Whether you're an avid surfer or not, these great surf spots around the world are worth a visit.

By Evie Carrick
July 15, 2019
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Whether you consider yourself to be a surfer or not, you’re likely influenced by surf culture. If you drop a “dude” from time-to-time, highlight your hair blonde, or pack board shorts and flip flops for a beach vacay you’ve been impacted by the laid-back, ever-cool vibe of surf culture — even if you’ve never stepped on a board. It’s a culture so imbued with cool that even the Beach Boys (most of whom didn’t surf) used it to inspire their sound and lyrics.

That’s why surf spots matter. Even if you have no intention of riding a wave — let alone going in the water — visiting a surf beach delivers a front-row seat to surf culture. And whether you’re like the Beach Boys and want to keep your toes firmly planted in the sand, or a pro surfer looking for the next great swell, there’s really no reason why visiting a super-cool surf spot shouldn’t be at the top of your list.

When you’re ready to join the sun-kissed squad, the essentials are few: sunscreen, a swimsuit, and a board — or a book, if that’s more your style. To get started, here are some of our favorite surf spots where you can get your fill — and then some — of the ever-cool surf world.

Surfer's Corner, Muizenberg, South Africa

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Muizenberg Beach is a great spot for beginners — with consistent waves and a sandy floor — and the pros at Gary’s Surf School are on hand to teach the surf-basics, if needed.

Soup Bowl, Bathsheba, Barbados

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Join the likes of Kelly Slater and the Malloy brothers who come to the Soup Bowl year after year. The swells here can be heavy, so if you’re a newbie, head to the southern coast of the island to visit the more consistent breaks found at South Point and Brandons.

Diamond Head, Oahu, Hawaii

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The Hawaiian island of Oahu is full of surf spots — from Waikiki for beginners to the iconic Pipeline for the pros — for those who fall somewhere in the middle, we recommend a visit to Diamond Head.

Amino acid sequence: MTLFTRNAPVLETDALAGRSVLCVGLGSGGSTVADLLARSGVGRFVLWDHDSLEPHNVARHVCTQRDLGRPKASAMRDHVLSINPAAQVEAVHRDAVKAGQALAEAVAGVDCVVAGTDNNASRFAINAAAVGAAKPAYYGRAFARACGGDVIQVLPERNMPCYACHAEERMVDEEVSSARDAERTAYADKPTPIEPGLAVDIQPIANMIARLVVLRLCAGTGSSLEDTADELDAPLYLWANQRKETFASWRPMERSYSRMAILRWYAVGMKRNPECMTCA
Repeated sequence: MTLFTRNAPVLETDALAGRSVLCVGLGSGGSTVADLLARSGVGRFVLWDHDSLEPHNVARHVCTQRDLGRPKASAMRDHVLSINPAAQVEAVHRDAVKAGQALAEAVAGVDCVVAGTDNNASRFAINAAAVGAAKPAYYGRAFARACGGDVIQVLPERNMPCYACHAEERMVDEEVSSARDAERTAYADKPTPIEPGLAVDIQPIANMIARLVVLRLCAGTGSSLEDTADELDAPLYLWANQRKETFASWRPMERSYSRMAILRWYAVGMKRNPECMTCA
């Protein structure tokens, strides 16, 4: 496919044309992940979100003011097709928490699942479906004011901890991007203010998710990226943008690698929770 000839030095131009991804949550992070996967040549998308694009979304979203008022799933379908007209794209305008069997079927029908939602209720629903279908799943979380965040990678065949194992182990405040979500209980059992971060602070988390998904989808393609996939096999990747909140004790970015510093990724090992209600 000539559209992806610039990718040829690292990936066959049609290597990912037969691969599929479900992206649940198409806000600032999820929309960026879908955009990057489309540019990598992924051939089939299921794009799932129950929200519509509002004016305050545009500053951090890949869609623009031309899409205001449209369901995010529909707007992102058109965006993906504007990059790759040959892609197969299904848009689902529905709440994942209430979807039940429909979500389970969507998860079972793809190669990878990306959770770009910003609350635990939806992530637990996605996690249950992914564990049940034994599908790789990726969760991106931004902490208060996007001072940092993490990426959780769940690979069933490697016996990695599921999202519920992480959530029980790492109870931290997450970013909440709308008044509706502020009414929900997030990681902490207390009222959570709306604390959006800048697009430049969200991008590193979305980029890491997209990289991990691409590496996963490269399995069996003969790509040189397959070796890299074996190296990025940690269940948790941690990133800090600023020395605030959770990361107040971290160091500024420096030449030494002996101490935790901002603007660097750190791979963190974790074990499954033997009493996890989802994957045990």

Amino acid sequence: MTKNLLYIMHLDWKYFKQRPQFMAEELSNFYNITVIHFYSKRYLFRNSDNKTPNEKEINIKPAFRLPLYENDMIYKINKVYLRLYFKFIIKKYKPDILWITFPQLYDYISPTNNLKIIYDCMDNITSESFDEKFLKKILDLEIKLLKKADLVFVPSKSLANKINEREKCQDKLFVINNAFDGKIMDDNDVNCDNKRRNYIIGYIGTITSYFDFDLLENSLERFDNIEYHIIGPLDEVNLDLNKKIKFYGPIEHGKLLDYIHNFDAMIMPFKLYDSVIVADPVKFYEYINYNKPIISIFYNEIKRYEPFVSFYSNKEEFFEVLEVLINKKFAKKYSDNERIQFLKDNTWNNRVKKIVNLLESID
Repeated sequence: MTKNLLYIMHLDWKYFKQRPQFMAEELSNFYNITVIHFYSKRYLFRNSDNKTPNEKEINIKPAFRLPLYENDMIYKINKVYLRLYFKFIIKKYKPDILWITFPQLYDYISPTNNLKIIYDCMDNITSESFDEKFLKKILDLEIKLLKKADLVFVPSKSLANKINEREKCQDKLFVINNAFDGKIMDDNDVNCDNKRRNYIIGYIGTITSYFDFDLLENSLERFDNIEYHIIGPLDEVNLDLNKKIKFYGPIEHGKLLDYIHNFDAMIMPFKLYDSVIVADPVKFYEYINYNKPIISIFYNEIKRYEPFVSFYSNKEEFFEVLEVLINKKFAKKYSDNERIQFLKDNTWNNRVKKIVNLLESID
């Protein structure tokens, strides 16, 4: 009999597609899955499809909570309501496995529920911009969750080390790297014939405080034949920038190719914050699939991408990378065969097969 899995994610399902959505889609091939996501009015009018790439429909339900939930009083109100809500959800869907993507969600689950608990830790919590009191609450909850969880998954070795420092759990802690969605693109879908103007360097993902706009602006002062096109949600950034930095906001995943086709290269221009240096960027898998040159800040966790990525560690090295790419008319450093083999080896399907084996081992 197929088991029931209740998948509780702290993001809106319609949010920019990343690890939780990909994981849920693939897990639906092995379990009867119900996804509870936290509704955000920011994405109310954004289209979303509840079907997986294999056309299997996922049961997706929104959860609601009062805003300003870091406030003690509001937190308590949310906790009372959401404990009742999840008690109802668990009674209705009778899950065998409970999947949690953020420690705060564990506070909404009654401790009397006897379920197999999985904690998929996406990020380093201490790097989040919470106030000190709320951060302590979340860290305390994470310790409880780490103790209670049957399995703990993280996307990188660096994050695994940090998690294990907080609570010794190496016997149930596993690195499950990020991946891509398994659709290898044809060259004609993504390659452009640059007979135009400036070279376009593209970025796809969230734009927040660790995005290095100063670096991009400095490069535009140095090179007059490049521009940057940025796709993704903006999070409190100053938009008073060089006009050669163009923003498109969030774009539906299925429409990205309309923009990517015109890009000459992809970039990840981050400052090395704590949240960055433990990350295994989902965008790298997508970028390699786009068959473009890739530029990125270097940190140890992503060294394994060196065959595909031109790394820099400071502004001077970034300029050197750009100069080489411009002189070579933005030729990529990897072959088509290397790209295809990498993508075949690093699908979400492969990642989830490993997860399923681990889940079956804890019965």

Sayulita Beach, Sayulita, Mexico

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This tiny surf town is a great place to learn and hone your surf skills. When you’re worn out, sit on the beach and nosh on fish tacos or head back to this treehouse bungalow for a nap.

Kuta, Bali, Indonesia

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June is the perfect time to visit this Indonesian island as Kuta beach sees some of their best and most consistent waves between March and November. Grab a board (and maybe a lesson) from Odysseys Surf School and hit the water.

La Côte des Basques, Biarritz, France

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You don’t have to travel to an island or the tropics to surf; on the border between France and Spain is a reliable year-round swell with several surf spots. We suggest a visit to La Côte des Basques where you can enjoy a view of the surrounding cliffs and Spanish coast from your surfboard perch.

Santa Barbara, Azores, Portugal

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São Miguel, the biggest island in the Azores, delivers a north-facing beach break and minimal crowds that’ll entertain surfers of all levels. We suggest a stay at the Santa Barbara Eco-Beach Resort and time spent riding the waves at Santa Barbara beach.

La Bocana, Bay of Huatulco, Mexico

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There are over 25 beaches on the Bay of Huatulco, but surfers will want to head to La Bocana and Barra de la Cruz for the best waves. After a day of surfing, put up your feet and settle in at La Brisas Huatulco.

Surfrider Beach, Malibu, California

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Surfers will be rewarded with a long, right-hand break while non-surfers can watch from the pier above. If it’s too busy — which it often is — Trestles further south is worth a try.

Big Wave Bay, Hong Kong

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Hong Kong may be a densely populated island, but there’s still great surfing to be found. Big Wave Bay is a surfer paradise with its low-key beach break and a public transport accessible location.

Playa El Tunco, El Tunco, El Salvador

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The surfer vibe is alive and well in this tiny beach town. Barefoot, bikini clad surfers grab a juice after a surf sesh and the rolling waves deliver consistent fun.

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